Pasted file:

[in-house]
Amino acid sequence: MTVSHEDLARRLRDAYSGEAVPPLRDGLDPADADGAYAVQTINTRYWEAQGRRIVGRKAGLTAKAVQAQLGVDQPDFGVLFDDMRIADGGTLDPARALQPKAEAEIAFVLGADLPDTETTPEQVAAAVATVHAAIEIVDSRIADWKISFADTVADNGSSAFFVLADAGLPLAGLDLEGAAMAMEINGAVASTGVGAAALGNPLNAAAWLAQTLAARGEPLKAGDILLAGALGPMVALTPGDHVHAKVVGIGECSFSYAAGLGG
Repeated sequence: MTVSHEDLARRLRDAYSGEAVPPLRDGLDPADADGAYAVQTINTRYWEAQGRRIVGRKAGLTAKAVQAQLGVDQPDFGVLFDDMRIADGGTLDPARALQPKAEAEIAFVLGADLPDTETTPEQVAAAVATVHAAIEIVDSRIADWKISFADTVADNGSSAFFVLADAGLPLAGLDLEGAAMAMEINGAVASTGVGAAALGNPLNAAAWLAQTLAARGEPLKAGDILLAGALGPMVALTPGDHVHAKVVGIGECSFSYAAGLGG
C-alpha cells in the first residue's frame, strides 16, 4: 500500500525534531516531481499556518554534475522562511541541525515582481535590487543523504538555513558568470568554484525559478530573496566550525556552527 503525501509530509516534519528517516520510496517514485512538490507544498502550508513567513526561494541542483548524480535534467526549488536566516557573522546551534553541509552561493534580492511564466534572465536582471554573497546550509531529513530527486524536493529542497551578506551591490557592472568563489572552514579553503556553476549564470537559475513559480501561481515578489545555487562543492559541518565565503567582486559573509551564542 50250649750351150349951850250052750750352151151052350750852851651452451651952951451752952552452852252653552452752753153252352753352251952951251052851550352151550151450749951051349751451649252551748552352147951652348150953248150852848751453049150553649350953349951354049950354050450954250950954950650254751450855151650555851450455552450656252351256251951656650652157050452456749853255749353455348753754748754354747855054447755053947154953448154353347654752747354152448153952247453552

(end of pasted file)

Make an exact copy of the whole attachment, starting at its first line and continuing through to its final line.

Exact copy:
[in-house]
Amino acid sequence: MTVSHEDLARRLRDAYSGEAVPPLRDGLDPADADGAYAVQTINTRYWEAQGRRIVGRKAGLTAKAVQAQLGVDQPDFGVLFDDMRIADGGTLDPARALQPKAEAEIAFVLGADLPDTETTPEQVAAAVATVHAAIEIVDSRIADWKISFADTVADNGSSAFFVLADAGLPLAGLDLEGAAMAMEINGAVASTGVGAAALGNPLNAAAWLAQTLAARGEPLKAGDILLAGALGPMVALTPGDHVHAKVVGIGECSFSYAAGLGG
Repeated sequence: MTVSHEDLARRLRDAYSGEAVPPLRDGLDPADADGAYAVQTINTRYWEAQGRRIVGRKAGLTAKAVQAQLGVDQPDFGVLFDDMRIADGGTLDPARALQPKAEAEIAFVLGADLPDTETTPEQVAAAVATVHAAIEIVDSRIADWKISFADTVADNGSSAFFVLADAGLPLAGLDLEGAAMAMEINGAVASTGVGAAALGNPLNAAAWLAQTLAARGEPLKAGDILLAGALGPMVALTPGDHVHAKVVGIGECSFSYAAGLGG
C-alpha cells in the first residue's frame, strides 16, 4: 500500500525534531516531481499556518554534475522562511541541525515582481535590487543523504538555513558568470568554484525559478530573496566550525556552527 503525501509530509516534519528517516520510496517514485512538490507544498502550508513567513526561494541542483548524480535534467526549488536566516557573522546551534553541509552561493534580492511564466534572465536582471554573497546550509531529513530527486524536493529542497551578506551591490557592472568563489572552514579553503556553476549564470537559475513559480501561481515578489545555487562543492559541518565565503567582486559573509551564542 50250649750351150349951850250052750750352151151052350750852851651452451651952951451752952552452852252653552452752753153252352753352251952951251052851550352151550151450749951051349751451649252551748552352147951652348150953248150852848751453049150553649350953349951354049950354050450954250950954950650254751450855151650555851450455552450656252351256251951656650652157050452456749853255749353455348753754748754354747855054447755053947154953448154353347654752747354152448153952247453552